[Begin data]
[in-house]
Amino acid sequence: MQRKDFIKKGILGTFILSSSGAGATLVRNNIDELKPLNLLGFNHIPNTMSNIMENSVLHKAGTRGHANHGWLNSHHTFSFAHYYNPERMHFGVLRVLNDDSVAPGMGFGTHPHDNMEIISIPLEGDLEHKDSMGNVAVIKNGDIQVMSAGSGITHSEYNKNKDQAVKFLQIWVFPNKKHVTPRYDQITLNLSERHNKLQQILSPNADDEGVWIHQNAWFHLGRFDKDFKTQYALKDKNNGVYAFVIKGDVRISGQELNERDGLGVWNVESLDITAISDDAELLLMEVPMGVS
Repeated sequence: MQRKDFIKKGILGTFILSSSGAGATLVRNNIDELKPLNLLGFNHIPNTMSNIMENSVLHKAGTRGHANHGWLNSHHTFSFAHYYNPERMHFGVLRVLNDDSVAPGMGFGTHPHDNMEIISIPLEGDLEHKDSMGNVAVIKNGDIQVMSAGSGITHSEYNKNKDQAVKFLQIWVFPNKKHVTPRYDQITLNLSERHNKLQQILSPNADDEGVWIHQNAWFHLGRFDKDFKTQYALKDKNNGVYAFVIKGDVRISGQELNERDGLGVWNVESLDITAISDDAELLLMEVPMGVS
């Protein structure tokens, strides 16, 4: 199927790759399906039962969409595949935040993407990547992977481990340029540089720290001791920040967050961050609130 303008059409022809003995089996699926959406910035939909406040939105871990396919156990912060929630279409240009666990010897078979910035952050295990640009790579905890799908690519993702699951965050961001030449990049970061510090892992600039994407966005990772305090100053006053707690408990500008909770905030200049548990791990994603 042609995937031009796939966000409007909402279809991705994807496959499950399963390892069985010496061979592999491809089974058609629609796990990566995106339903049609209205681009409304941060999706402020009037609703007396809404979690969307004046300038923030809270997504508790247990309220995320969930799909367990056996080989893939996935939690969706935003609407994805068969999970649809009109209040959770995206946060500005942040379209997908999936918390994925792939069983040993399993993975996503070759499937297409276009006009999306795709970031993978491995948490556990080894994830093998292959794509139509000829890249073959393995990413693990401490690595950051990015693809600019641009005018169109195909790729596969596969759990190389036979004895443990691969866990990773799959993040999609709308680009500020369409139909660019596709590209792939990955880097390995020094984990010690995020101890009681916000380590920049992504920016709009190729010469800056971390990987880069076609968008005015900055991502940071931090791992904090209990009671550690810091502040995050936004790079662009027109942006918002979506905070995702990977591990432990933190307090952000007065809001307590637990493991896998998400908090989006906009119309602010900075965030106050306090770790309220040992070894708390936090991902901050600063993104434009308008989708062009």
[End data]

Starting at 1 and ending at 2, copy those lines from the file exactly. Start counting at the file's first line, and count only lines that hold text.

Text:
[in-house]
Amino acid sequence: MQRKDFIKKGILGTFILSSSGAGATLVRNNIDELKPLNLLGFNHIPNTMSNIMENSVLHKAGTRGHANHGWLNSHHTFSFAHYYNPERMHFGVLRVLNDDSVAPGMGFGTHPHDNMEIISIPLEGDLEHKDSMGNVAVIKNGDIQVMSAGSGITHSEYNKNKDQAVKFLQIWVFPNKKHVTPRYDQITLNLSERHNKLQQILSPNADDEGVWIHQNAWFHLGRFDKDFKTQYALKDKNNGVYAFVIKGDVRISGQELNERDGLGVWNVESLDITAISDDAELLLMEVPMGVS